In this study, a large, nation-based and prospectively compiled contemporary dataset was analyzed to compare the perioperative and medium-term functional outcomes in patients with cT1 renal tumors and comparable characteristics at baseline, through a propensity score matching, and undergone TP versus RP mi-PN [21]. We found that RP mi-PN was more significantly performed in centers with higher caseload and a higher attitude to perform conservative surgery. Patients undergone RP mi-PN had a significantly lower rate of overall and surgical intraoperative complications, a lower time of drain maintenance and postoperative hospital stay compared to those patients treated with TP mi-PN. Conversely, intraoperative time was significantly lower in TP mi-PN procedures compared to their counterparts. Furthermore, our results showed comparable outcomes between RP and TP mi-PN in terms of pedicle clamping and ischemia time, postoperative complications, surgical margins, and short- and medium-term renal function recovery.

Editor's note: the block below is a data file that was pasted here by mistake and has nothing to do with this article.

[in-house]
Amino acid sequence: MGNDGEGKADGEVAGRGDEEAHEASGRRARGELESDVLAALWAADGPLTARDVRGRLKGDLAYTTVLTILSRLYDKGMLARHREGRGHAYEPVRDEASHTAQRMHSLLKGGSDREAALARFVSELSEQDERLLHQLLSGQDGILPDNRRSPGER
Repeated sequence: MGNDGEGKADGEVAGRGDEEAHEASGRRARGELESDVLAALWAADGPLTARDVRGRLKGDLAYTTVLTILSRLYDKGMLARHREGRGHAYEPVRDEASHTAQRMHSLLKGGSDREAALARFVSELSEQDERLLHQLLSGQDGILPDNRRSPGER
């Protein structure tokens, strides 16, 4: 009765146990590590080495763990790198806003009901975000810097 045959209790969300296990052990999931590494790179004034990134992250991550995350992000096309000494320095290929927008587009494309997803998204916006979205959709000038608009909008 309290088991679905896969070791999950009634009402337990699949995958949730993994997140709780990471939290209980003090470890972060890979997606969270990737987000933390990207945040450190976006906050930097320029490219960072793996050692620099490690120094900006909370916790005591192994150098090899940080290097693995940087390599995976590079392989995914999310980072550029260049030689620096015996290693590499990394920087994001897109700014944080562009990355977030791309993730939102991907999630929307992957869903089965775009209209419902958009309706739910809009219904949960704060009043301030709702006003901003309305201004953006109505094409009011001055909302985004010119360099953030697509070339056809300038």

Our study suggests that both accesses, either TP or RP, are generally feasible and allow comparable perioperative outcomes. In the last decade, many authors faced up to the question whether TP or RP approach is better in performing PN, especially with the diffusion of laparoscopic and robotic approaches. However, no definitive conclusions have been drawn and this seems to still remain a never-ending issue [10,11,12,13, 15].